Implementing a system of promotion and relegation in Test cricket and utilizing the 20-over format to expand the sport's reach were among the ideas discussed at a symposium hosted by the Marylebone Cricket Club (MCC) on Sunday.

The diminishing popularity of Test cricket outside India, England, and Australia has occurred alongside the rise of profitable T20 leagues worldwide. Despite the high-quality drama often seen in top-tier Test matches, the rapid pace and action-packed nature of 20-over cricket have swiftly become the favorite format for new fans.

Ravi Shastri, a former India player and coach, emphasized the need for Test cricket to stay competitive, suggesting that only stronger teams should participate in this format. "Without quality, interest wanes, attendance drops, and the cricket becomes meaningless—the last thing any sport desires," Shastri stated at World Cricket Connects, an event at Lord's organized by the MCC. "Reduce the number of Test teams to six or seven and introduce a promotion and relegation system. Maintain two tiers, but ensure the top six continue to play to keep interest in Test cricket alive. Other formats, such as T20, can be used to spread the game."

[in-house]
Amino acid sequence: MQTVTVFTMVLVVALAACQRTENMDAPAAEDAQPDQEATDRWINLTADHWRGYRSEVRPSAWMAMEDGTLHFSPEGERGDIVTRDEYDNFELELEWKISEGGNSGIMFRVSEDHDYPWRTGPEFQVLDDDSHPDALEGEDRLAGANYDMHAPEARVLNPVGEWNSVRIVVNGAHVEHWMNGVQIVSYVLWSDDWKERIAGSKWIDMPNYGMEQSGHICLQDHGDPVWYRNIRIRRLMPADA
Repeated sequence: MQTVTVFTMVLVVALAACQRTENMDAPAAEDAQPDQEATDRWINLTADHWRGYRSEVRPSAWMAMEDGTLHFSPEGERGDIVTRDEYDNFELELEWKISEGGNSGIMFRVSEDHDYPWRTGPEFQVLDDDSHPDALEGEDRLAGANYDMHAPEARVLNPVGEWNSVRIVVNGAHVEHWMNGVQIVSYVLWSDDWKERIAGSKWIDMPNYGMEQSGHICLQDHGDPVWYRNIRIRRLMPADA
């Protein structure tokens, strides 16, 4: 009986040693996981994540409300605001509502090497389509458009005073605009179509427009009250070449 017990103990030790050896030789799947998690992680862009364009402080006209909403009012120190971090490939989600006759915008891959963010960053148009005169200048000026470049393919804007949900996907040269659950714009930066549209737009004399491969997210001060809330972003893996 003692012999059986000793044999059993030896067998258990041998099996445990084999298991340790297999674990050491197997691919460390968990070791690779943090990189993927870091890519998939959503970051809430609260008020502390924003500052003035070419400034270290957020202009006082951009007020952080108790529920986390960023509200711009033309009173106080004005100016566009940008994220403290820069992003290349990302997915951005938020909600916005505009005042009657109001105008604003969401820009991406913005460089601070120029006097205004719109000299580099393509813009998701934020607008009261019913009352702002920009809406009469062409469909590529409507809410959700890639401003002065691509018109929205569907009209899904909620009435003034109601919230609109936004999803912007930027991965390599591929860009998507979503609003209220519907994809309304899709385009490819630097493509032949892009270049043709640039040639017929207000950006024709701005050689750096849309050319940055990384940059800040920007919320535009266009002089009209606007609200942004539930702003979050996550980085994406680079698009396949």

Justin Langer, a former Australia batter and coach, expressed his fondness for T20 leagues but stressed the importance of safeguarding international cricket for its influence on young people. He highlighted examples like Shamar Joseph's memorable debut series for the West Indies in Australia this year, which captivated the audience and brought the Caribbean spirit to life.

MCC President Mark Nicholas concluded that the discussions did not imply that Test cricket was unnecessary, but rather that cricket requires financial support to endure. "T20 cricket is the dominant force that everyone desires. It captures the new market, attracts fans, and generates revenue. In cricket, money is often viewed negatively, but it is essential for sustaining the sport," he noted.